Sunday, July 30, 2006
I watched The Proposition (trailer) last night at City Cinema, and, while it was an excellent movie, the thought crossed my mind about 3/4ths of the way through it to just get up and walk out. Not out of disappointment, but out of shock. This is definitely a movie where, if I was watching it at home, I would take many breaks and pauses before finishing it.
I'm not normally one to flinch at violence in movies, either. Normally I am the one least likely to be scared by a horror movie or set on edge by suspense, since I often find myself thinking about how a certain effect was done, how they made the blood or explosion look that way, rather than suspending my disbelief and thinking that the monster on the screen was actually doing that to the beautiful actress who was actually getting hurt.
But this movie occupies a different mental space. It's not the on-screen violence, so much as the idea of it. Between the dustiness and half-hearted, minimal buildings, and the open spaces that still feel cramped and claustrophobic, the very idea of the setting itself, 19th century Australia, becomes frightening.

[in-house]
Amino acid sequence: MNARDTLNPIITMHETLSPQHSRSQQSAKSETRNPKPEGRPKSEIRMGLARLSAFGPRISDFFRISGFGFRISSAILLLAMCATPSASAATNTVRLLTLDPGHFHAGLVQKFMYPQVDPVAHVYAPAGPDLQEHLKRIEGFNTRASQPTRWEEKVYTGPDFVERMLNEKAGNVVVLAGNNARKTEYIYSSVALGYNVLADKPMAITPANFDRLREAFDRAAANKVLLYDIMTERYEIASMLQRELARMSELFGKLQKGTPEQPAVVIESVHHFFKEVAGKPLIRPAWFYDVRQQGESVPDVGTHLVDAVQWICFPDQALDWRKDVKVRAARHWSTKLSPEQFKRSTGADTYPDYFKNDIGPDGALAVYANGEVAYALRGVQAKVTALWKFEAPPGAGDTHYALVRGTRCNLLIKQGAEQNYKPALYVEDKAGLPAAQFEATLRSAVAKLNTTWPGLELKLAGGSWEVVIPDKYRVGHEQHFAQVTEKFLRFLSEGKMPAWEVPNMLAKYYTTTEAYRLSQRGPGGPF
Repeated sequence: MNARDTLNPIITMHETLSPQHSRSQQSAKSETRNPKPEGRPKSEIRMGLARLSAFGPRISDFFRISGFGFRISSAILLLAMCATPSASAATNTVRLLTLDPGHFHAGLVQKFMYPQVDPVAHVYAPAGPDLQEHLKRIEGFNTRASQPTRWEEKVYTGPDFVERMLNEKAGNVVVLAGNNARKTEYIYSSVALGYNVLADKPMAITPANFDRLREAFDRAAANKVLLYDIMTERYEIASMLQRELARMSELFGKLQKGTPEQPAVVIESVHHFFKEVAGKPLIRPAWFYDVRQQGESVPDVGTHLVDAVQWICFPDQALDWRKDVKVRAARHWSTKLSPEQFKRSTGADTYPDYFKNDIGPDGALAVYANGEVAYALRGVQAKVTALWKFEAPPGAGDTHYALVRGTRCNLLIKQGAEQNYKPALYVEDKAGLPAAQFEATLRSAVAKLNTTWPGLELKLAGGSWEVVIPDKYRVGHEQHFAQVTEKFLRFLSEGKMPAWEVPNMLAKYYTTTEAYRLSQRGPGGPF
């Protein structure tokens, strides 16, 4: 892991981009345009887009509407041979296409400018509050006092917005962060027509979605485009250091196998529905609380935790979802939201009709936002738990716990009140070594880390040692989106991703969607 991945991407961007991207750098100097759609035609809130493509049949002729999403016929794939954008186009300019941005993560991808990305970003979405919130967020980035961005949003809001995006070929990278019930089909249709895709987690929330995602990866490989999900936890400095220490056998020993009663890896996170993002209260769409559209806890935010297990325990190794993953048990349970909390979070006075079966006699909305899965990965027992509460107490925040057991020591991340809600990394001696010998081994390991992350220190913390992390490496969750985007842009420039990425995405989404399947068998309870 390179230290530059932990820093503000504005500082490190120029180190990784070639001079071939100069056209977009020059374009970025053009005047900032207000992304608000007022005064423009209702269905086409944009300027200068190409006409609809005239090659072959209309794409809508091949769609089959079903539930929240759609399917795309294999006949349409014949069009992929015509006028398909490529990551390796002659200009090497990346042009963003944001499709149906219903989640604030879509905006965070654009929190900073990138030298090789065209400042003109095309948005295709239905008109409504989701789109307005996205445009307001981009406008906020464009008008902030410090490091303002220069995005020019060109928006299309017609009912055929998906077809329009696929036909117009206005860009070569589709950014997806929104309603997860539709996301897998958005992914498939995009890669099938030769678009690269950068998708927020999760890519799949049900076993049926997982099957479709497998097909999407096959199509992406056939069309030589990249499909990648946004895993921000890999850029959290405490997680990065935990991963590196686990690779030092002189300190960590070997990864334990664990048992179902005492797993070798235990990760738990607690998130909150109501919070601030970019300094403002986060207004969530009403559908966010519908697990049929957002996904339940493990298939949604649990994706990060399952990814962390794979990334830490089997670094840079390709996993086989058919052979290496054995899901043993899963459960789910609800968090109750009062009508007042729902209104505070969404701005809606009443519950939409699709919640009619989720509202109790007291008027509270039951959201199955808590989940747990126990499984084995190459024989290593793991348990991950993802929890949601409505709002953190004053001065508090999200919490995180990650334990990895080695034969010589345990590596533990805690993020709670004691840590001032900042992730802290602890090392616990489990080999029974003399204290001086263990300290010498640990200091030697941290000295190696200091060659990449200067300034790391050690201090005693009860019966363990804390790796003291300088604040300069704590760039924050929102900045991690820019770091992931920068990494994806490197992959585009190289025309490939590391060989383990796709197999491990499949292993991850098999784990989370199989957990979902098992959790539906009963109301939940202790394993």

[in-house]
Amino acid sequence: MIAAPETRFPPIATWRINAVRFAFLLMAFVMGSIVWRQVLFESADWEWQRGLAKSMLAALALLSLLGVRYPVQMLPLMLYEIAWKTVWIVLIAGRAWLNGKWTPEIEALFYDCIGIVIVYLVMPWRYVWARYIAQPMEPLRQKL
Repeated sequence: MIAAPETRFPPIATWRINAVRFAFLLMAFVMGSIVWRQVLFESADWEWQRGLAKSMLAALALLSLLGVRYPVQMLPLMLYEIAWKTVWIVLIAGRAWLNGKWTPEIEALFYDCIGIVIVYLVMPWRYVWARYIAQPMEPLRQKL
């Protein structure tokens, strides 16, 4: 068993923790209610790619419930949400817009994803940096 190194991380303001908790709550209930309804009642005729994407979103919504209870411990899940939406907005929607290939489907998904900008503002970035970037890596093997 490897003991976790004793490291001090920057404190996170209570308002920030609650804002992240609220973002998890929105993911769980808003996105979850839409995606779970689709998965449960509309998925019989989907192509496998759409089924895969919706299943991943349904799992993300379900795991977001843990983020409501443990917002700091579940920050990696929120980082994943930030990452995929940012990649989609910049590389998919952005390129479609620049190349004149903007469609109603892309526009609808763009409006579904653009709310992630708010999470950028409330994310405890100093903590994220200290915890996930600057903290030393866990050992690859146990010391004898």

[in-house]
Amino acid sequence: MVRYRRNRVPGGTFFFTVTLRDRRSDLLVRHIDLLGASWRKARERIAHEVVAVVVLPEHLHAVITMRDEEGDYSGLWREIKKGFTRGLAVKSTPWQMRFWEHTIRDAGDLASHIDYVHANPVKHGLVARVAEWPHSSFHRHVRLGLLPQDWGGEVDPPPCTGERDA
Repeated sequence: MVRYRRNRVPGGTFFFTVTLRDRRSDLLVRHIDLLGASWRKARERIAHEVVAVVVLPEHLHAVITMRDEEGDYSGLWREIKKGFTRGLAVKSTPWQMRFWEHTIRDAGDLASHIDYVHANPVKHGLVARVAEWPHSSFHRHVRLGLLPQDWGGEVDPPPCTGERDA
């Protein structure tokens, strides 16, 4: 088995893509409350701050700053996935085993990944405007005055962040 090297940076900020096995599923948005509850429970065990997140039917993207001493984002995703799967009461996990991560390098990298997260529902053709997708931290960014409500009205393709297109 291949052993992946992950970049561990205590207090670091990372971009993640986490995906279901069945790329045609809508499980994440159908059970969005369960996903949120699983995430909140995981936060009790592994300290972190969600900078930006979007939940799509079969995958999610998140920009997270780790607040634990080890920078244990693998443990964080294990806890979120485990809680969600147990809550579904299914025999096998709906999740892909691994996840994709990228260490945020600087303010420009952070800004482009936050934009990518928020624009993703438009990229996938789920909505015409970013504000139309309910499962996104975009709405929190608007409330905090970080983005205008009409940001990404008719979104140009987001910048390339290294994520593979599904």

The characters thrown into the land become twisted by it, the main villain quotes poetry, but you never know where his knowledge of it came from, you only imagine him living some remotely normal existance in Ireland before finding his way to Australia and having his humanity twisted around and warped into the monster depicted in the film.
Something I noticed while watching the movie is the skilled way music is used. A peaceful panorama will have background music filling the audio space, letting you relax and focus your mental attention on this harmless audio signal, but then the music is taken away, leaving you to face the ensuing on-screen violence with undivided attention. Sort of a reverse Clockwork Orange effect, where the music is the comfort, and taking it away primes you to be exposed to something horrible.
The other aspect of why the violence of the movie was so gripping was that it wasn't limited to the villains. The administrators were arguably just as savage in their doings as were the three brothers that they are trying to catch. Between administering punishments for the sheer sadistic pleasure of public beatings and hangings to the waging of war against the Aboriginees, it starts to look like the only difference between the good guys and the bad guys is self-awareness. The Australian outback seems to reject the presence of these European colonists like a body rejects an incompatible organ, poisoning it until it stops functioning normally and becomes toxic to everything around it. The contrast with the Aboriginees goes without any special mention, because it's so obvious that one must posess an entirely different set of cultural DNA to thrive there.